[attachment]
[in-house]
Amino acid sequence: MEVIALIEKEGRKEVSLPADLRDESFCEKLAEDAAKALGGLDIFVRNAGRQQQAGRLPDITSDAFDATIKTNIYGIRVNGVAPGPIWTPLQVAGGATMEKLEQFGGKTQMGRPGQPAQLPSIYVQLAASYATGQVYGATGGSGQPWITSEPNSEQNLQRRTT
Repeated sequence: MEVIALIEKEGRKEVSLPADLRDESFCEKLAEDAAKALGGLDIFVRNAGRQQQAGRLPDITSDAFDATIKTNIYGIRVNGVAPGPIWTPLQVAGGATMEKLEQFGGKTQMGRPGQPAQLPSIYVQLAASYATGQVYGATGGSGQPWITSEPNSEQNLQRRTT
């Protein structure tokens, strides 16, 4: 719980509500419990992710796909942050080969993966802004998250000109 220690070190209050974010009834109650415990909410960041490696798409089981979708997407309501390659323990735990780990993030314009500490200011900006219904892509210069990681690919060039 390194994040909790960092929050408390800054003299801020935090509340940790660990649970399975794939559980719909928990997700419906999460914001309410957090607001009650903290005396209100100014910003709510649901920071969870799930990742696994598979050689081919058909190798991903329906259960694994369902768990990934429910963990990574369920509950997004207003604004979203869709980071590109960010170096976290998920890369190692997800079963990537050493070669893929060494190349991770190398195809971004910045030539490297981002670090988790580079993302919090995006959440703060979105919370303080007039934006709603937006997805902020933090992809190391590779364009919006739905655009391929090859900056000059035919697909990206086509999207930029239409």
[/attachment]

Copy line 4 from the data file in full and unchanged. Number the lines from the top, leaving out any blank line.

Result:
């Protein structure tokens, strides 16, 4: 719980509500419990992710796909942050080969993966802004998250000109 220690070190209050974010009834109650415990909410960041490696798409089981979708997407309501390659323990735990780990993030314009500490200011900006219904892509210069990681690919060039 390194994040909790960092929050408390800054003299801020935090509340940790660990649970399975794939559980719909928990997700419906999460914001309410957090607001009650903290005396209100100014910003709510649901920071969870799930990742696994598979050689081919058909190798991903329906259960694994369902768990990934429910963990990574369920509950997004207003604004979203869709980071590109960010170096976290998920890369190692997800079963990537050493070669893929060494190349991770190398195809971004910045030539490297981002670090988790580079993302919090995006959440703060979105919370303080007039934006709603937006997805902020933090992809190391590779364009919006739905655009391929090859900056000059035919697909990206086509999207930029239409």